The ancient city of Lacedaemon – is it the legendary Atlantis?
The name Lacedaemon is derived from the verb, λαγχάνω (lachano), to assign somebody something by lot, and δαίμων (daemon), which means God in ancient Greek. Lacedaemon therefore denotes the divine lot, a piece of the world given to the God Poseidon, according to Plato, who identifies Lacedaemon with Atlantis.
I consider it worthwile to mention a remark by J. Spanuth in his book, ‘ Atlantis: Heimat, Reich and Schicksal der Germanen ’, (Tuebingen 1965), that Atlantis is “the oldest, most disputed, most hazardous and clearly most thankless, but still the most rewarding and most intriguing matter that Antiquity has bequeathed to us”.
There is a vast bibliography about Atlantis, but the modern scholarship concluded that to locate Atlantis and to prove the validity of its identification, four points of agreement must be met and generally accepted. (See E.Bloedow. ‘ Fire and Flood from Heaven: Was Atlantis at Troy ?’ La Parola del Passato 48, 1993, pp.109-160.
- Atlantis was an island.
- It lay beyond the “Pillars of Hercules”.
- It was larger than Asia and Libya together.
- Its destruction (sinking) produced a barrier of impassable mud.
These four prerequisites are completely fulfilled in the case of Lacedaemon.
The name, features, and location of Lacedaemon have been hotly debated from Antiquity to modern times. Lacedaemon was mentioned for the first time in the second Book of Iliad, in the so-called Catalogue of the Ships, verse 581, as the first city of the Kingdom of Menelaos in Lakonia – “Οι δ’ είχον κοίλην Λακεδαίμονα κητώεσσαν” (‘E de ichon kili Lacedaemon kitoesan’). Κοίλη (‘kili’) and κητώεσσα (‘kitoesan’) are the two traditional epithets steadily connected with Lacedaemon. ‘Κili’ means hollow, everybody agrees on that, but the epithet ‘kitoesan’ has been variously interpreted. It might refer either to its geological formation and identity – that it is full of ravines and subterranean caustic splits – or to its island nature, in this case abounded with κήτη (‘kiti’), sea monsters or big fish (dolphins, turtles, whales, seals etc.).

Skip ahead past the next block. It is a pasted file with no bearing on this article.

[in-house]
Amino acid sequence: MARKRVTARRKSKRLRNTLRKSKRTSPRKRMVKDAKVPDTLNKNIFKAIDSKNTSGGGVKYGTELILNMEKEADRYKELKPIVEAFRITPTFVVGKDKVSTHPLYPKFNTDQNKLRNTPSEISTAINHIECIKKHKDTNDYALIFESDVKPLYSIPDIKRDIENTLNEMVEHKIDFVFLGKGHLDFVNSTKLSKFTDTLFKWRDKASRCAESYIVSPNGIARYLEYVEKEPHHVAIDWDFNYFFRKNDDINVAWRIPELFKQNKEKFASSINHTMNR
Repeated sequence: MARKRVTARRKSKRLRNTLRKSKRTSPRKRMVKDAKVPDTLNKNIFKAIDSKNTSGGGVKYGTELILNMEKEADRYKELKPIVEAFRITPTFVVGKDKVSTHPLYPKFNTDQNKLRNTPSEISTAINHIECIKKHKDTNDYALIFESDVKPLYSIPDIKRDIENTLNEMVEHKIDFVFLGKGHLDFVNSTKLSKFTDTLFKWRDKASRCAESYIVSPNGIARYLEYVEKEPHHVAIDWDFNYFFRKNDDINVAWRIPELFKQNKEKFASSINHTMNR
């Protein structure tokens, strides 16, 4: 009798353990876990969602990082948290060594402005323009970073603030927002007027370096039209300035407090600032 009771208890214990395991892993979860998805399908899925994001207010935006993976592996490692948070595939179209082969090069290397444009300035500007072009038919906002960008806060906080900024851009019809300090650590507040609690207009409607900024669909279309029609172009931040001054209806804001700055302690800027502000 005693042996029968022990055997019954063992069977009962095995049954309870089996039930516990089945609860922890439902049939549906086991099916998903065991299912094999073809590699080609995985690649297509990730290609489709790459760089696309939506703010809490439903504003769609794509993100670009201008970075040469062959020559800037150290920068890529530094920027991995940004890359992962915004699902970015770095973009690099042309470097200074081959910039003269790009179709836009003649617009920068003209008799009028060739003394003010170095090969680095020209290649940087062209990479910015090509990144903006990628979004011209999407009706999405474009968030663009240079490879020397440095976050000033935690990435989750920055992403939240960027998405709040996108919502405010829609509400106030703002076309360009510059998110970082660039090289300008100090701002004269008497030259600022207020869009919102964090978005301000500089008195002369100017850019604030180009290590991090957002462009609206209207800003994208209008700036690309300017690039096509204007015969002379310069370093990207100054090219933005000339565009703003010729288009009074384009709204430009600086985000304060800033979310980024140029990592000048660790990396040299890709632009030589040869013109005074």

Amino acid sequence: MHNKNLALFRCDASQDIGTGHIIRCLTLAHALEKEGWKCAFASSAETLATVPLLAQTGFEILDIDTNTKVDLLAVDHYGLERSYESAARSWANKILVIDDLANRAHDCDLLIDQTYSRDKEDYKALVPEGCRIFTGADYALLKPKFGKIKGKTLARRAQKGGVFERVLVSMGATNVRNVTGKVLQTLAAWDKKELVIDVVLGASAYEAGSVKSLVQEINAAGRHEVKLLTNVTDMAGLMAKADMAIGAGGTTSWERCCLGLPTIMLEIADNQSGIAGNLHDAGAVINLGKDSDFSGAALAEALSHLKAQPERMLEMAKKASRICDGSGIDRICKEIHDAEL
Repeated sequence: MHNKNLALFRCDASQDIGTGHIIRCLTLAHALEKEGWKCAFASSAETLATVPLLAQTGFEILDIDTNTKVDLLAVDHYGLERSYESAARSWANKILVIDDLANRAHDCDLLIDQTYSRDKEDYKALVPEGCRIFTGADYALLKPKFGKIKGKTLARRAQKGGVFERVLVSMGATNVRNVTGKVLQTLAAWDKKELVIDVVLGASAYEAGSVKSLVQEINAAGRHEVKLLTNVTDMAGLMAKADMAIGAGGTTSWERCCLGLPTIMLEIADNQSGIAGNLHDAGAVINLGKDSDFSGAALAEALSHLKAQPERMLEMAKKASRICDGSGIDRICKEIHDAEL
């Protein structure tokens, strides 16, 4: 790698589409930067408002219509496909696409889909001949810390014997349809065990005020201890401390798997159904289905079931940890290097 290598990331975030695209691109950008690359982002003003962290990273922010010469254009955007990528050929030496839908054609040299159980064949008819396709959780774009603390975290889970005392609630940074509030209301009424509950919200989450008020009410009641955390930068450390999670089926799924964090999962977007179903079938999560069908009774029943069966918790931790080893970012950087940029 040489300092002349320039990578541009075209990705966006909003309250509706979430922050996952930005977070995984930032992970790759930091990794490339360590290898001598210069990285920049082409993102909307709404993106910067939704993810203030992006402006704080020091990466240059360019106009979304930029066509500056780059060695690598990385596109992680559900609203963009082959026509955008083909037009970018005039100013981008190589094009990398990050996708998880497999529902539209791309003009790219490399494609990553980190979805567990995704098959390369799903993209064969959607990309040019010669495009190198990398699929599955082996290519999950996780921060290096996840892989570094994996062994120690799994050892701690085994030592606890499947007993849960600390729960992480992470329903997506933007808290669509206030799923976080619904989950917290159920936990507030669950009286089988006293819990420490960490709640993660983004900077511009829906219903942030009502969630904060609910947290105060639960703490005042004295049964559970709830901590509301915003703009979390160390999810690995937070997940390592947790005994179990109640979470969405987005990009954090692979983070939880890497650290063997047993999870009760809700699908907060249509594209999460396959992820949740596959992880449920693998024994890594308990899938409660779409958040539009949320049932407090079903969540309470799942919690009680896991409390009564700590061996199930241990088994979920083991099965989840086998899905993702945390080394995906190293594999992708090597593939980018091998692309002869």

The Iliad by Homer. Credit: BigStockPhoto
Taking for granted that in northern Lakonia there once existed a huge lake from the Pleiocene period, measuring 35 square kilometres, the epithet ‘kitoesan’ may well fit the geology of the site of Lacedaemon. The lake is now dry and contains big deposits of lignite layers, similar to those in the adjacent plain of Megalopolis. The date of dessication or draining of the lake in the area of mount Taygetos is of paramount importance for the history of Lacedaemon, its identity, and identification with Atlantis.
Plato, in Timaeus and Critias, describes Atlantis as an island in what he calls a ‘Pontos’, a word meaning Sea or Sea-lake (Timaius 24E Critias 113-114 B). The other geological and geographical coordinate of the area is the Πέλαγος (‘Pelagos’), erroneously interpreted by Atlantologists as ‘Ocean’. Pelagos in Greek signifies a large and extensive area, such as the Aegean Pelagos or the Ionian Pelagos. Pontos was the huge lake of Lacedaemon, Pelagos was the large and navigable river Eurotas.
The inhabitants of Atlantis, known by various names, like Hyperboreans, Phaeakes, Phoinikes, Atlantes, Minyans etc, were thought to live in a remote area, safe in their natural environment, reluctant to be visited by other people. There they lived a whole millenium, eternally young, and they were beloved to the Gods. Tyndareos, the father of Helen and the divine Twins Kastor and Polydeukes lived where Lakonia ended, very close to Arcadia - “εν τοις εσχάτοις της Λακεδαιμονίας” (‘En tis eshatis tis Lacedaemonias’).
We have reasons to suppose that the area of the lake was covered by small islands, some natural, others artificial, founded upon wooden tree trunks, taken from the densely forested mount Taygetos, an activity described by Plato in reference with the works of the Atlantians in the main island in the Pontos. The work and the plan may be paralleled with the miraculous achievements of the Venetians in the large Lagoon in the Adriatic. This “Civitas Serenissima” was built entirely upon wooden trunks and was composed of numerous islands, constructed densely to each other.
The city of Venice was built on wooden foundations.
Plato himself speaks of other islands, besides Atlantis, in the same Pontos. Atlantis lay at the eastern fringes of the sea, near the exit of the river, beyond the Pillars of Hercules and was surrounded by islands, which were approached from Atlantis both by sea and land (Timaeus: “εξ ης επιβατόν επί τας άλλας νήσους τοις τότε εγένετο πορευομένοις”). Plato seems to know well not only the geophysical conditions of the area of Lacedaemon, he also knew the geography of the island group and most probably the names of the islands, at least of some of them.